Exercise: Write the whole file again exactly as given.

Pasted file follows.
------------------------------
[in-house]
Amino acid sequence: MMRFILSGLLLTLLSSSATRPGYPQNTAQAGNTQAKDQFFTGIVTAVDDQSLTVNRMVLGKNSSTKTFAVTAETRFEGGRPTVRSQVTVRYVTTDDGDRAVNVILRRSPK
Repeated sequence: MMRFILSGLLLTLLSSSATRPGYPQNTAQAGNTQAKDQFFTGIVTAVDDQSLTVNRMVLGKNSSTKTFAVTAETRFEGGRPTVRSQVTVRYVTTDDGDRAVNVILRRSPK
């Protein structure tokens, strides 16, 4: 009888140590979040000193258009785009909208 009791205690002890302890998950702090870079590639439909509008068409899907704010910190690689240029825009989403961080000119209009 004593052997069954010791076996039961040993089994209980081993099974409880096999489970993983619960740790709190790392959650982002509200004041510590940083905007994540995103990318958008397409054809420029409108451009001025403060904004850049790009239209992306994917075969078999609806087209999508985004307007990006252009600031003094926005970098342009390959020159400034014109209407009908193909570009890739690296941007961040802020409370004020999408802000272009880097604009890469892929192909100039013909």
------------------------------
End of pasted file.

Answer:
[in-house]
Amino acid sequence: MMRFILSGLLLTLLSSSATRPGYPQNTAQAGNTQAKDQFFTGIVTAVDDQSLTVNRMVLGKNSSTKTFAVTAETRFEGGRPTVRSQVTVRYVTTDDGDRAVNVILRRSPK
Repeated sequence: MMRFILSGLLLTLLSSSATRPGYPQNTAQAGNTQAKDQFFTGIVTAVDDQSLTVNRMVLGKNSSTKTFAVTAETRFEGGRPTVRSQVTVRYVTTDDGDRAVNVILRRSPK
């Protein structure tokens, strides 16, 4: 009888140590979040000193258009785009909208 009791205690002890302890998950702090870079590639439909509008068409899907704010910190690689240029825009989403961080000119209009 004593052997069954010791076996039961040993089994209980081993099974409880096999489970993983619960740790709190790392959650982002509200004041510590940083905007994540995103990318958008397409054809420029409108451009001025403060904004850049790009239209992306994917075969078999609806087209999508985004307007990006252009600031003094926005970098342009390959020159400034014109209407009908193909570009890739690296941007961040802020409370004020999408802000272009880097604009890469892929192909100039013909």